Co-use associated with anxiety and depression symptoms compared with opioid use alone
TUESDAY, Aug. 20, 2019 (HealthDay News) — Adults who take prescription opioids for severe chronic pain are more likely to have increased anxiety, depression, and substance abuse issues if they also use cannabis, according to a study published in the July/August issue of the Journal of Addiction Medicine.
Andrew H. Rogers, from the University of Houston, and colleagues examined the use of opioids alone versus opioid and cannabis co-use among 450 surveyed adults with moderate-to-severe pain for at least three months. Differences in mental health, pain, and substance use outcomes were evaluated.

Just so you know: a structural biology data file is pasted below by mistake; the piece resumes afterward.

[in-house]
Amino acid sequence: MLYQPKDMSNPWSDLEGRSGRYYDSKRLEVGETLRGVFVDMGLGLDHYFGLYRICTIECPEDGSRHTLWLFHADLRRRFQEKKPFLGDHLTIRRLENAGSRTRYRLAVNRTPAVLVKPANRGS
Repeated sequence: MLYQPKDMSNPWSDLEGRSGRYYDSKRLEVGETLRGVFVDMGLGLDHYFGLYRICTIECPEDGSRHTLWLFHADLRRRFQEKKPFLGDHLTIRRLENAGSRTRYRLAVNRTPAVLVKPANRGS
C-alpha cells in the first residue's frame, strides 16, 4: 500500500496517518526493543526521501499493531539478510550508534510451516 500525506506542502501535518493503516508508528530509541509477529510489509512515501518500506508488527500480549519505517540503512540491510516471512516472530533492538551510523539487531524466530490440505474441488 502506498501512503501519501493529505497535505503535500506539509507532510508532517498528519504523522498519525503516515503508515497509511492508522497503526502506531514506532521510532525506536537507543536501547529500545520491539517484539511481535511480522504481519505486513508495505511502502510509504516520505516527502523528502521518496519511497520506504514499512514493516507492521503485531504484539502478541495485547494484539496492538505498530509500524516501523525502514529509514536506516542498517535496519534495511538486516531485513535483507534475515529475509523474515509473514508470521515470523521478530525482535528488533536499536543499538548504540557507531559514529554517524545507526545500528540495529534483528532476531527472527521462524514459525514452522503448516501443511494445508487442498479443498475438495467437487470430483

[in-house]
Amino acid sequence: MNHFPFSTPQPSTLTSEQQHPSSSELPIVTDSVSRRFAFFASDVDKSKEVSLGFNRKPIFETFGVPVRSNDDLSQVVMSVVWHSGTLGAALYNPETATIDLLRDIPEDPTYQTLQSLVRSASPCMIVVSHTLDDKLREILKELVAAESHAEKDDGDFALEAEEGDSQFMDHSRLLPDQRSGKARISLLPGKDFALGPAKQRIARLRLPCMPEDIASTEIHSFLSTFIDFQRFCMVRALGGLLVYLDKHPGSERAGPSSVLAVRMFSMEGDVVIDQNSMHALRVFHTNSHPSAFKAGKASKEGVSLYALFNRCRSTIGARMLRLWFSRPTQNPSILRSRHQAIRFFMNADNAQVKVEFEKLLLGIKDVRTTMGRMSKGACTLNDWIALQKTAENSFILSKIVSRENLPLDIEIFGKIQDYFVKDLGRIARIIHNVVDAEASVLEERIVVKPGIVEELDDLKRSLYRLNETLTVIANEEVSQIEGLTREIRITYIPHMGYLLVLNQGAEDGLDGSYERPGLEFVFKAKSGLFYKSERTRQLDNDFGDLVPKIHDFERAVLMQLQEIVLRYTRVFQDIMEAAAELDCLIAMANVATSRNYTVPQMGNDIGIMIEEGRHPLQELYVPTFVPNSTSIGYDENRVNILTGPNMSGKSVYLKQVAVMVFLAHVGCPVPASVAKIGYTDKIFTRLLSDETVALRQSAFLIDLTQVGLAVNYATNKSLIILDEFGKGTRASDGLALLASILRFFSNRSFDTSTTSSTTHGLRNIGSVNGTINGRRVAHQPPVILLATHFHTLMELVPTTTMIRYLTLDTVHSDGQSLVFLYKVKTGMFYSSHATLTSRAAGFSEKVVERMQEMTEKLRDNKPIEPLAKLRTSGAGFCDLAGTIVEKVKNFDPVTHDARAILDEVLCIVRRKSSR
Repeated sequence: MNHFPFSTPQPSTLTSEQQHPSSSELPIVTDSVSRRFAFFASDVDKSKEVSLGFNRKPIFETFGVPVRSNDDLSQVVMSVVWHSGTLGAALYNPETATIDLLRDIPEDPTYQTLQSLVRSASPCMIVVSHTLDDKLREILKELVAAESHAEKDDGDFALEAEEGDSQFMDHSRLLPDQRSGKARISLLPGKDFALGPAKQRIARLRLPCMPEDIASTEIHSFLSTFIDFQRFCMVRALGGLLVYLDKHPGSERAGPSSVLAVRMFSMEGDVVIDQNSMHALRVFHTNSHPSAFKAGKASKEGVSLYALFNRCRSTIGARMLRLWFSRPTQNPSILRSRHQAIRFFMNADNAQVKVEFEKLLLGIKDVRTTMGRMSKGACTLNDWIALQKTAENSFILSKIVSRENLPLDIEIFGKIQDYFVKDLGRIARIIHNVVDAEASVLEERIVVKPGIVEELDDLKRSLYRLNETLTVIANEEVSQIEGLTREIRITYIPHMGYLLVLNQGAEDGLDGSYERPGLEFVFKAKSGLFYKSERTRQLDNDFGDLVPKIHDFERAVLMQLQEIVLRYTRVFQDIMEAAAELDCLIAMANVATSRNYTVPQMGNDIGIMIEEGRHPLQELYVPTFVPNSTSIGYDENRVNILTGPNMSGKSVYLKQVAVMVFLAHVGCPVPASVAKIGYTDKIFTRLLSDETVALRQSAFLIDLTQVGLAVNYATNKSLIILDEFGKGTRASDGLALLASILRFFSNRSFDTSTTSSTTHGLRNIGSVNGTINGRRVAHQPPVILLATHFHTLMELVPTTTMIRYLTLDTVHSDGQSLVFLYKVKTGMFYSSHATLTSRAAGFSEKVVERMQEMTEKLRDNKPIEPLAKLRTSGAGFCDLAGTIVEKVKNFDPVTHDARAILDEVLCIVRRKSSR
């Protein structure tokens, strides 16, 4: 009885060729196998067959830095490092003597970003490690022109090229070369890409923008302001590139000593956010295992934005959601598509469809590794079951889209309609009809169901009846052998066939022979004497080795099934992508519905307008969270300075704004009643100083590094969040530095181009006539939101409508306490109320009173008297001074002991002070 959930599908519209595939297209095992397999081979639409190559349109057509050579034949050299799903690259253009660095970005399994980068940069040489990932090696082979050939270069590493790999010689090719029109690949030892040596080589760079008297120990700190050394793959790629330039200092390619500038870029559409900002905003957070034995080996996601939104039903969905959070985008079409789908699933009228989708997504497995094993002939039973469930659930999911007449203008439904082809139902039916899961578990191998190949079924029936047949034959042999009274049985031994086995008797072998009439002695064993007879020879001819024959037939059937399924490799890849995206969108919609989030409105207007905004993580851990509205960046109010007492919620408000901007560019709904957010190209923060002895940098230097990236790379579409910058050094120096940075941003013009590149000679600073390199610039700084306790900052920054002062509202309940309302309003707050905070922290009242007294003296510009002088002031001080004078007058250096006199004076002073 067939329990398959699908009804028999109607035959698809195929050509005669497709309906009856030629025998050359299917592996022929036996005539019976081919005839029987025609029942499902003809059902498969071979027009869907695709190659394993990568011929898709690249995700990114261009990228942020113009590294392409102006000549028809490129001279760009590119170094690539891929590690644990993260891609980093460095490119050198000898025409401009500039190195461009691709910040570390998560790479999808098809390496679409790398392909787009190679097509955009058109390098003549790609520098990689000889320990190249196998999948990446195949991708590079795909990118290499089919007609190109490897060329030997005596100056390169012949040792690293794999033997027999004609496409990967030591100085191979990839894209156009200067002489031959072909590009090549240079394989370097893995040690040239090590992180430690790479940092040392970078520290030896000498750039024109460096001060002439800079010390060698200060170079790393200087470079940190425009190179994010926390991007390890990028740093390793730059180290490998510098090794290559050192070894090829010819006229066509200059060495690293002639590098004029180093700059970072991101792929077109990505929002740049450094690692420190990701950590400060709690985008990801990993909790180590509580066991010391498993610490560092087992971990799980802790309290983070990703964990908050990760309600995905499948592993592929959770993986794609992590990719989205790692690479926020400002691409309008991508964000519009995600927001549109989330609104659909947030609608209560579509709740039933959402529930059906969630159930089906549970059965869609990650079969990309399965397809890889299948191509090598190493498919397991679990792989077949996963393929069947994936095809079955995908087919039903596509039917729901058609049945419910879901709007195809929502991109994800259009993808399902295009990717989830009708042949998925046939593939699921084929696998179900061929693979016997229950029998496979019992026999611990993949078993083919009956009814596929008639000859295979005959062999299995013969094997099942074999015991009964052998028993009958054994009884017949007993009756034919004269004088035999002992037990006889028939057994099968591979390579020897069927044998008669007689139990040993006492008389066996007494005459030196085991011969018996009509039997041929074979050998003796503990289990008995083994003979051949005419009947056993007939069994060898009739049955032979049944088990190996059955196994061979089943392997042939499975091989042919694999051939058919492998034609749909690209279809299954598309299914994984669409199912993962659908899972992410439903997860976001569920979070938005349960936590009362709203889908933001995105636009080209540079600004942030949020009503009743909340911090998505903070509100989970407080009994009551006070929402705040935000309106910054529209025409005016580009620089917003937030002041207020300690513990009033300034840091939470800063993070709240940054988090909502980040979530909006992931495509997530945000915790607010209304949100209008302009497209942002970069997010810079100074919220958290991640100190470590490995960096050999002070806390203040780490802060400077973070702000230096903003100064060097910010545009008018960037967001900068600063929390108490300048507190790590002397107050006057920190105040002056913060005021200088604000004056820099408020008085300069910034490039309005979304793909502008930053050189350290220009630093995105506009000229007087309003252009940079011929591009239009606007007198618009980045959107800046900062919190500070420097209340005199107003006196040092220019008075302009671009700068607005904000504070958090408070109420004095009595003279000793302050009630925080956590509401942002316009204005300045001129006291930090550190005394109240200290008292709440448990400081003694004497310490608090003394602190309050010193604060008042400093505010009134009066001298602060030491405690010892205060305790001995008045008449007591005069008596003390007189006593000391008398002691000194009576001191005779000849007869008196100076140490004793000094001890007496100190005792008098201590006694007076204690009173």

The researchers found that significantly more women reported opioid-only use than men. Compared with co-use, respondents reporting opioid-only use were significantly older. Opioid and cannabis co-use was associated with elevated anxiety and depression symptoms compared with opioid use alone. Co-use was also associated with tobacco, alcohol, cocaine, and sedative use problems but was not associated with pain experience.
“These findings highlight a vulnerable population of polysubstance users with chronic pain, and [indicate] the need for more comprehensive assessment and treatment of chronic pain,” the authors write.
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